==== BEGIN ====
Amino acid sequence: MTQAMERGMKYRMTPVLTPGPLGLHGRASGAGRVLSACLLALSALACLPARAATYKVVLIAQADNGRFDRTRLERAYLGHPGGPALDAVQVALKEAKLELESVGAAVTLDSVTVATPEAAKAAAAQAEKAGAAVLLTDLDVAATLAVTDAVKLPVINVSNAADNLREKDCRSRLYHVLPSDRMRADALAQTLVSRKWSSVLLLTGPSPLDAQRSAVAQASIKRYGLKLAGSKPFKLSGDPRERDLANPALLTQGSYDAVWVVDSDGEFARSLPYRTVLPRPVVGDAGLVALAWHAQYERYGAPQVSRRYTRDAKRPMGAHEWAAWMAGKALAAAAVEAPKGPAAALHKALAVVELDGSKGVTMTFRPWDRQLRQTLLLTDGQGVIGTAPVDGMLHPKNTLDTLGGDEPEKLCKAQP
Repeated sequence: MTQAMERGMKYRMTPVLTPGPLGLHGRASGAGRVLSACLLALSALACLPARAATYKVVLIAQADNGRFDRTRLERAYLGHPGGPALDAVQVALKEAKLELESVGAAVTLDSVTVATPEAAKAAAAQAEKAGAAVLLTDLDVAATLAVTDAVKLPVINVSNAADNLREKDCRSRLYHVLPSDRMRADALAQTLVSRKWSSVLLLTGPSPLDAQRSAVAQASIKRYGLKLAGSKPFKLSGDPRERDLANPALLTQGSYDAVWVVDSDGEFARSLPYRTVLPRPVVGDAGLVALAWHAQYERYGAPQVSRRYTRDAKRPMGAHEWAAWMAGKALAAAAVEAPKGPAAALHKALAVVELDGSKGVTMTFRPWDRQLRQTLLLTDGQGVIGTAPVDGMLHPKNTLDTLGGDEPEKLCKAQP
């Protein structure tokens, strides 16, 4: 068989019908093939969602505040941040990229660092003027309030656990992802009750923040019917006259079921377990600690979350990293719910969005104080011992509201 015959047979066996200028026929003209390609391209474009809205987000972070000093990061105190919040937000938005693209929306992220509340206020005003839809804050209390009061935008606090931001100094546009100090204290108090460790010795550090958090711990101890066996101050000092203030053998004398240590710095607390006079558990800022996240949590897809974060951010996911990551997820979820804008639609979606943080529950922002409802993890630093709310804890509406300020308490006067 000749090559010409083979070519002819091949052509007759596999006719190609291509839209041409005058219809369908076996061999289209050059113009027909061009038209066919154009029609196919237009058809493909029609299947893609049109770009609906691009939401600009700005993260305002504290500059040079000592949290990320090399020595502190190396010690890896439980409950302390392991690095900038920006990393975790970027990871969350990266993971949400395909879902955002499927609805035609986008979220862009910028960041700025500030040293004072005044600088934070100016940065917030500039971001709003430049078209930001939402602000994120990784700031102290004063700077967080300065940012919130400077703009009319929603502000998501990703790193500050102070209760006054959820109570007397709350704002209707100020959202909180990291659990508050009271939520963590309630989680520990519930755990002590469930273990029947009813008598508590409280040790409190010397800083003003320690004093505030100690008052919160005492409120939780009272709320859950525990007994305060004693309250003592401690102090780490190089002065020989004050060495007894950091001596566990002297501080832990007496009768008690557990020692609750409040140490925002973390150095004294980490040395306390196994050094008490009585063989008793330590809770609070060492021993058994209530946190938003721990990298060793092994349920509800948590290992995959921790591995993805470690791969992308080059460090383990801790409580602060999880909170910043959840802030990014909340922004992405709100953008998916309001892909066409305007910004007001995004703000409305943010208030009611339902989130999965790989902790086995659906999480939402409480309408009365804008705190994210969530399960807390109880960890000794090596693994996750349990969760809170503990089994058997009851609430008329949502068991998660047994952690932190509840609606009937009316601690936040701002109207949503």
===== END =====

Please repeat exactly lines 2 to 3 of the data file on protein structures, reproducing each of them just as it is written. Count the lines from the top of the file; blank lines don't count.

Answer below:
Repeated sequence: MTQAMERGMKYRMTPVLTPGPLGLHGRASGAGRVLSACLLALSALACLPARAATYKVVLIAQADNGRFDRTRLERAYLGHPGGPALDAVQVALKEAKLELESVGAAVTLDSVTVATPEAAKAAAAQAEKAGAAVLLTDLDVAATLAVTDAVKLPVINVSNAADNLREKDCRSRLYHVLPSDRMRADALAQTLVSRKWSSVLLLTGPSPLDAQRSAVAQASIKRYGLKLAGSKPFKLSGDPRERDLANPALLTQGSYDAVWVVDSDGEFARSLPYRTVLPRPVVGDAGLVALAWHAQYERYGAPQVSRRYTRDAKRPMGAHEWAAWMAGKALAAAAVEAPKGPAAALHKALAVVELDGSKGVTMTFRPWDRQLRQTLLLTDGQGVIGTAPVDGMLHPKNTLDTLGGDEPEKLCKAQP
């Protein structure tokens, strides 16, 4: 068989019908093939969602505040941040990229660092003027309030656990992802009750923040019917006259079921377990600690979350990293719910969005104080011992509201 015959047979066996200028026929003209390609391209474009809205987000972070000093990061105190919040937000938005693209929306992220509340206020005003839809804050209390009061935008606090931001100094546009100090204290108090460790010795550090958090711990101890066996101050000092203030053998004398240590710095607390006079558990800022996240949590897809974060951010996911990551997820979820804008639609979606943080529950922002409802993890630093709310804890509406300020308490006067 000749090559010409083979070519002819091949052509007759596999006719190609291509839209041409005058219809369908076996061999289209050059113009027909061009038209066919154009029609196919237009058809493909029609299947893609049109770009609906691009939401600009700005993260305002504290500059040079000592949290990320090399020595502190190396010690890896439980409950302390392991690095900038920006990393975790970027990871969350990266993971949400395909879902955002499927609805035609986008979220862009910028960041700025500030040293004072005044600088934070100016940065917030500039971001709003430049078209930001939402602000994120990784700031102290004063700077967080300065940012919130400077703009009319929603502000998501990703790193500050102070209760006054959820109570007397709350704002209707100020959202909180990291659990508050009271939520963590309630989680520990519930755990002590469930273990029947009813008598508590409280040790409190010397800083003003320690004093505030100690008052919160005492409120939780009272709320859950525990007994305060004693309250003592401690102090780490190089002065020989004050060495007894950091001596566990002297501080832990007496009768008690557990020692609750409040140490925002973390150095004294980490040395306390196994050094008490009585063989008793330590809770609070060492021993058994209530946190938003721990990298060793092994349920509800948590290992995959921790591995993805470690791969992308080059460090383990801790409580602060999880909170910043959840802030990014909340922004992405709100953008998916309001892909066409305007910004007001995004703000409305943010208030009611339902989130999965790989902790086995659906999480939402409480309408009365804008705190994210969530399960807390109880960890000794090596693994996750349990969760809170503990089994058997009851609430008329949502068991998660047994952690932190509840609606009937009316601690936040701002109207949503």